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EU Court clarifies residency terms for the carers of the children of migrant workers

By Leo Gasteen

The European Court of Justice (ECJ) has ruled, in accordance with Community regulation on the freedom of movement, that the child of a migrant worker is allowed to have an independent right of residence in connection with the right of access to education in the host Member State.

The ruling comes after a request put forward by the British Court of Appeal to the ECJ, asking to review two cases related to family law and the freedom of movement regulations. 

The British Court of Appeal was also interested as to whether the interpretation of Article 12 of the regulation adopted in the Baumbast judgement still applied following the entry into force of the new directive, and whether the right of residence of the person who is the child’s primary carer is now subject to the conditions laid down by the directive for the exercise of the right of residence, especially the requirement that the parent must have sufficient resources not to become a burden on the social assistance system.

The ECJ pointed out that once the right of access to education has been acquired, the right of residence is retained by the child and can no longer be called into question. Article 12 of the regulation requires only that the child has lived with at least one of his or her parents in a Member State while that parent resided there as a worker. That article must therefore be applied independently of the provisions of European Union law which expressly govern the conditions of exercise of the right to reside in another Member State.

The independence was not called into question by the entry into force of the new directive. The Court points out that Article 12 of the regulation was not repealed or even amended by the directive, unlike other articles of the regulation. 

Background

London Borough of Harrow v Nimco Hassan Ibrahim

Ms Nimco Hassan Ibrahim, a Somali national, arrived in the United Kingdom in February 2003 to join her husband, Mr Yusuf, a Danish citizen, who worked there from October 2002 to May 2003. The couple have four children of Danish nationality, aged from 1 to 9. The three eldest arrived in the United Kingdom with their mother and the fourth was born in the United Kingdom. The two eldest have attended State schools since their arrival.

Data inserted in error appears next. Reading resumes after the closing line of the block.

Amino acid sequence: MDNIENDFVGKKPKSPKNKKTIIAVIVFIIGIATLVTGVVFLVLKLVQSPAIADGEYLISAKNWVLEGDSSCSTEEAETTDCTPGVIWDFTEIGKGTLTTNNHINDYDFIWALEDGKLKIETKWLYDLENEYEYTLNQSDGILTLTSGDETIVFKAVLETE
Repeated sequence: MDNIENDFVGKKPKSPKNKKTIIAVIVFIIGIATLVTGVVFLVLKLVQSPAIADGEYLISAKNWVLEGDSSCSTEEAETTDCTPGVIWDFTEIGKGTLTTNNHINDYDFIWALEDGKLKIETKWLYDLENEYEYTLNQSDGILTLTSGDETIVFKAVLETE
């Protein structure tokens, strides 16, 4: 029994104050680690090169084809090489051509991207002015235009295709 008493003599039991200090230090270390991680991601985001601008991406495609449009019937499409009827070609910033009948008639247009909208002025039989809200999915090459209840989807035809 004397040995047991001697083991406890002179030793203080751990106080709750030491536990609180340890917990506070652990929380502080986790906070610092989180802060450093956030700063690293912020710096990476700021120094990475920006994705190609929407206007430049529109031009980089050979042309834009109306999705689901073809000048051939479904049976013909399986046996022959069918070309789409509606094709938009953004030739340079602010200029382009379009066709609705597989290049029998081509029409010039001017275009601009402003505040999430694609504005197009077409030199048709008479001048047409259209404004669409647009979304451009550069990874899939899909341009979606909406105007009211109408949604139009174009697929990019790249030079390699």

From June 2003 to March 2004 Mr Yusuf claimed incapacity benefit. After being declared fit to work in March 2004, he left the United Kingdom. Between ceasing work and leaving the United Kingdom, Mr Yusuf ceased to satisfy the conditions for lawful residence there under Community law.

Ms Ibrahim separated from Mr Yusuf after his departure. She was never self-sufficient, and depends entirely on social assistance. She does not have comprehensive sickness insurance cover and relies on the National Health Service. In January 2007 she applied for housing assistance for herself and her children. The application was rejected on the ground that only persons with a right of residence under European Union law could make such an application, and neither Ms Ibrahim nor her husband were resident in the United Kingdom under European Union law. Ms Ibrahim appealed to the national courts against that decision.

Maria Teixeira v London Borough of Lambeth

Ms Maria Teixeira, a Portuguese national, arrived in the United Kingdom in 1989 with her husband, also a Portuguese national, and worked there until 1991. Their daughter Patricia was born there on 2 June 1991. Ms Teixeira and her husband were subsequently divorced, but they both remained in the United Kingdom. From 1991 to 2005 Ms Teixeira worked for intermittent periods in the United Kingdom, and Patricia went to school there.

In June 2006 a court ordered that Patricia should live with her father, but could have as much contact with her mother as she wished. In November 2006 Patricia enrolled on a child care course at the Vauxhall Learning Centre in Lambeth. In March 2007 Patricia went to live with her mother.

On 11 April 2007 Ms Teixeira applied for housing assistance for homeless persons. Her application was rejected on the ground that she did not have a right of residence in the United Kingdom, since she was not in work and was not therefore self-sufficient. She challenged that refusal before the national courts, arguing that she had a right of residence because Patricia was continuing her education.

European Court of Justice - Justice and Application - Full Text


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